First time novelist Stef Penney
shook the British literary world last year when she
won the Costa Award (formerly Whitbread Award) with
The Tenderness of Wolves, not least because
she has never been to Canada and carried out all her
research in the British Library. Although at first
glance it might seem surprising that an author could
write with such authority about a place she's never
been to, it should be noted that no one alive at this
time has been to 19th century Canada either! So,
whether she carried out her research by leafing
through pages in the British Library or wandering
through the trees of Northern Ontario is, arguably,
a moot point.
Having said that, often when an author writes about a place purely on the basis of research there are telling missteps or, more frequently, an excess of background information as the author attempts to squeeze every last interesting fact into the text. Penney deftly rises above both potential quagmires - her detailing of the time is sufficient to provide ambience without being burdensome and, despite diligent searching, we've yet to find a review that implies that her grasp of the period details is anything less than spot-on.
Although there are a multitude of characters and plot threads in The Tenderness of Wolves (perhaps, a few too many of both), the central role is taken by Mrs Ross, who stands out from the rest of the cast because she narrates her part of the story, while the rest of the story is told in the third person. It is she who discovers the brutally murdered body of the dead Frenchmen and, shortly afterwards, heads out into the wilderness with an unknown, part-Indian tracker in search of her adopted-son, who is suspected of the murder.
As the novel progresses we learn a lot about Mrs Ross, her past and her fears. She is an agoraphobic who has learned to handle her panic attacks through the use of laudanum, from which she is now "clean". We come to admire the extraordinary strength it would take for a woman such as herself to leave the semblance of civilization that is the settlement of Caulfield (where "what pass
for heroics in a softer world are daily chores") to go out into the unknown with a strange, possibly dangerous, man.
Mrs Ross is not the only character to be struggling with her lot in life. Central to the book is the concept of the "sickness of long thinking" that seems to describe a sense of yearning, even questing, for the unattainable. With a cast of almost two dozen well-developed characters we see many men and women struggling honorably and dishonorably with their lot in life. Like The Last Crossing by Guy Vanderhaeghe, The Tenderness of Wolves is a classic "western" in which the raw and rugged people are dwarfed by their surroundings as they find their way towards, or away from, hard-won redemption.
Stef Penney was born and grew up in
Edinburgh. She turned to film-making after a degree
in Philosophy and Theology from Bristol University
and a variety of jobs in the UK and abroad. She made
three short films before studying Film and TV in
Bournemouth, and on graduation was selected for the
Carlton Television New Writers Scheme.
The closest she has been to a frozen wilderness was a desolate vacation in the Highlands as a child, when she recalls miserably trudging through mud. Shortly after leaving university she started suffering from agoraphobia*. The first panic attack occurred when she was squashed into the back of a car during a journey. From then on, any form of travel triggered an attack. Her greatest fear was of the panic itself, "It's simply the most frightening thing I've ever experienced". It was because of her agoraphobia that Penney completed all her research in the library without visiting Canada at all.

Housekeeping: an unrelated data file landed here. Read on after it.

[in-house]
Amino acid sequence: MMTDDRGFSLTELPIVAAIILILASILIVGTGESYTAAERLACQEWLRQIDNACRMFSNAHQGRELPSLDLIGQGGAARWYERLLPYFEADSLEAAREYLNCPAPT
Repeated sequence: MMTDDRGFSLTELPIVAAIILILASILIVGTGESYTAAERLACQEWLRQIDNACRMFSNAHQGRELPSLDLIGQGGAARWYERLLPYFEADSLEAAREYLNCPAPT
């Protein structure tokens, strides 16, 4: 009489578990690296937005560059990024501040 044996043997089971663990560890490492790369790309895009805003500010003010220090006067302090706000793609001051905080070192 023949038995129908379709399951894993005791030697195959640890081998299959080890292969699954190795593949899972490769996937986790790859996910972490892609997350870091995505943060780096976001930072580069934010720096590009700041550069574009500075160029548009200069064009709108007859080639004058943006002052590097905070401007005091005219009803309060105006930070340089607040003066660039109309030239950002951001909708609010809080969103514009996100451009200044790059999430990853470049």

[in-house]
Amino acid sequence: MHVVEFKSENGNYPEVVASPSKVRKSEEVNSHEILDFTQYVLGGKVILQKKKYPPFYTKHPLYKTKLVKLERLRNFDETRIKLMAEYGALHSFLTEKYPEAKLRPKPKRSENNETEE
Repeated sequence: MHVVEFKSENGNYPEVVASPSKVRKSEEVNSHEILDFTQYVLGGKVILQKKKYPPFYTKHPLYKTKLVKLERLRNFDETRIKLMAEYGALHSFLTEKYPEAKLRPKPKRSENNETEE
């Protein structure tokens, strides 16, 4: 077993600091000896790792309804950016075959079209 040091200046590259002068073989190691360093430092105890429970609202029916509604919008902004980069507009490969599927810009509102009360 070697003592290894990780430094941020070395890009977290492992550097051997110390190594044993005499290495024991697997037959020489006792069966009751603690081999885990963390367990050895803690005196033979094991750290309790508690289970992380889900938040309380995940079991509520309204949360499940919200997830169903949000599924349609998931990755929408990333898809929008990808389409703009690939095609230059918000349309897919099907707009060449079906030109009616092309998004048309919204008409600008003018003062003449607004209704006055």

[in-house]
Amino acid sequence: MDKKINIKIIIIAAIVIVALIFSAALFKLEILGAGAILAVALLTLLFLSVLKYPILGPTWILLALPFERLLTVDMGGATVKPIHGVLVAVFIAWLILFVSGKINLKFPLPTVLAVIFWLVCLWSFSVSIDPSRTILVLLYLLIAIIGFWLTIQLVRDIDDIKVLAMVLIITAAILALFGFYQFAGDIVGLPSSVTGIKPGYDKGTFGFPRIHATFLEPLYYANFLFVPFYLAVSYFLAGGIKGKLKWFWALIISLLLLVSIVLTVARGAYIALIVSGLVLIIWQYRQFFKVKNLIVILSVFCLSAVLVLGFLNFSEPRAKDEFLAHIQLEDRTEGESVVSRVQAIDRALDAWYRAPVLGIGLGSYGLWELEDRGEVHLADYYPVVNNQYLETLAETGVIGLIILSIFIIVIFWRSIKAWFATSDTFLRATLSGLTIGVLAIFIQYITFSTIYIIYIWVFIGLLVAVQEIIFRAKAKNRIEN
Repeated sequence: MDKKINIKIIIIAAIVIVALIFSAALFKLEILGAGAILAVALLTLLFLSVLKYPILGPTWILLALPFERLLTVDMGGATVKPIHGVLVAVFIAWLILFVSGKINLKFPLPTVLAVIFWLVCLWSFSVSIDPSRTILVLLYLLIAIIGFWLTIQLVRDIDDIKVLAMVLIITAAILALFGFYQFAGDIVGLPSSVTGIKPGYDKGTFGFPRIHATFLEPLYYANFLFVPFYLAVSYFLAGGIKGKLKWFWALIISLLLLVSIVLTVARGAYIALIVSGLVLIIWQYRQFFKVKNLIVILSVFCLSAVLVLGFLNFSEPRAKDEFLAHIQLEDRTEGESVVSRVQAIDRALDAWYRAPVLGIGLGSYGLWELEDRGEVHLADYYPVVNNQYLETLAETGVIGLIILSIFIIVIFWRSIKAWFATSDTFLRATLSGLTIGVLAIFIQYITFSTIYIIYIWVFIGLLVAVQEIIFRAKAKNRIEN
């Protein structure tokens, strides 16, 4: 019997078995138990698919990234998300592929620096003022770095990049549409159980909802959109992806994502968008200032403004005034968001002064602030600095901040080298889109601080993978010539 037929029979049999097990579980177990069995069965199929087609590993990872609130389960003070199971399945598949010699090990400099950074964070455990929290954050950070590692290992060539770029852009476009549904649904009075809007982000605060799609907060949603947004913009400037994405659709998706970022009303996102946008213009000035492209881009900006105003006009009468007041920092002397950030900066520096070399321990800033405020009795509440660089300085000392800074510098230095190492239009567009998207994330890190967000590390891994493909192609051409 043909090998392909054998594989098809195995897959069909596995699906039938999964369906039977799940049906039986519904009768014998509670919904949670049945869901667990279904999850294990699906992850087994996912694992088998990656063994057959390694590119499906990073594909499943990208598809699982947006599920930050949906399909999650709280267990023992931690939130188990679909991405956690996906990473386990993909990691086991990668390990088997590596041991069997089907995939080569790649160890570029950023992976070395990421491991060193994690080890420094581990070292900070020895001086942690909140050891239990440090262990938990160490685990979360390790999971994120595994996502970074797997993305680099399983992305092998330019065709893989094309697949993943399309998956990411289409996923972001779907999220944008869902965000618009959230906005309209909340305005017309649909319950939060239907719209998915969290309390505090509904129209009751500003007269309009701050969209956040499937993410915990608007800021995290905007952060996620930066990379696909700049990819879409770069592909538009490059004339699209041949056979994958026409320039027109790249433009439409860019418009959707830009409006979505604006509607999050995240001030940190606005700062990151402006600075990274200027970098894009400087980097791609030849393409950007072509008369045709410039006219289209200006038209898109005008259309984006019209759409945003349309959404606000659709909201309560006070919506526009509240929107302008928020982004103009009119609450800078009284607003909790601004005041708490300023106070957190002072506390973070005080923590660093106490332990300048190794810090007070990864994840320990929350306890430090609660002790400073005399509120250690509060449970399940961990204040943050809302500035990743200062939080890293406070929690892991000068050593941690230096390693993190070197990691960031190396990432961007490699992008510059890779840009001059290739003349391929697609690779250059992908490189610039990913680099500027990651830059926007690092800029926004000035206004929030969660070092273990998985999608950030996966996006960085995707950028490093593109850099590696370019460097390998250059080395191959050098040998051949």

Penney became fascinated by what would have happened to someone like her in the 19th century, before the age of therapy and safe sedatives. Thus Mrs Ross was born. Mrs Ross made her first appearance in a screenplay Penney wrote about the 18th century Highland Clearances, when much of the population of the Scottish Highlands was forcibly evicted from the land. Nova Scotia, a film based on the screenplay, was "in production" with a UK film company in 2007 and appears to be still "in production" at this time, which presumably means that production has stalled.
Penney has learnt how to manage her agoraphobia after trying all sorts of therapy. Finally, she says, she got so sick of her own limitations she had to find the courage to overcome them. "But I don't think I'll ever be 'normal' again - if there is such a thing."
*Agoraphobia literally translates as "fear of the marketplace". There is a common misconception that agoraphobia is a fear of open spaces but this is not the case. Agoraphobics are not necessarily afraid of open spaces but of having panic attacks as a result of being in certain locations.
Interesting link: Stef Penney talking about The Tenderness of Wolves on You Tube.
This review was originally published in July 2007, and has been updated for the March 2008 paperback release. Click here to go to this issue.
Discover your next great read here
A million monkeys...
Click Here to find out who said this, as well as discovering other famous literary quotes!
Solve this clue:
and be entered to win..
Visitors can view some of BookBrowse for free. Full access is for members only.
Your guide toexceptional books
BookBrowse seeks out and recommends books that we believe to be best in class. Books that will whisk you to faraway places and times, that will expand your mind and challenge you -- the kinds of books you just can't wait to tell your friends about.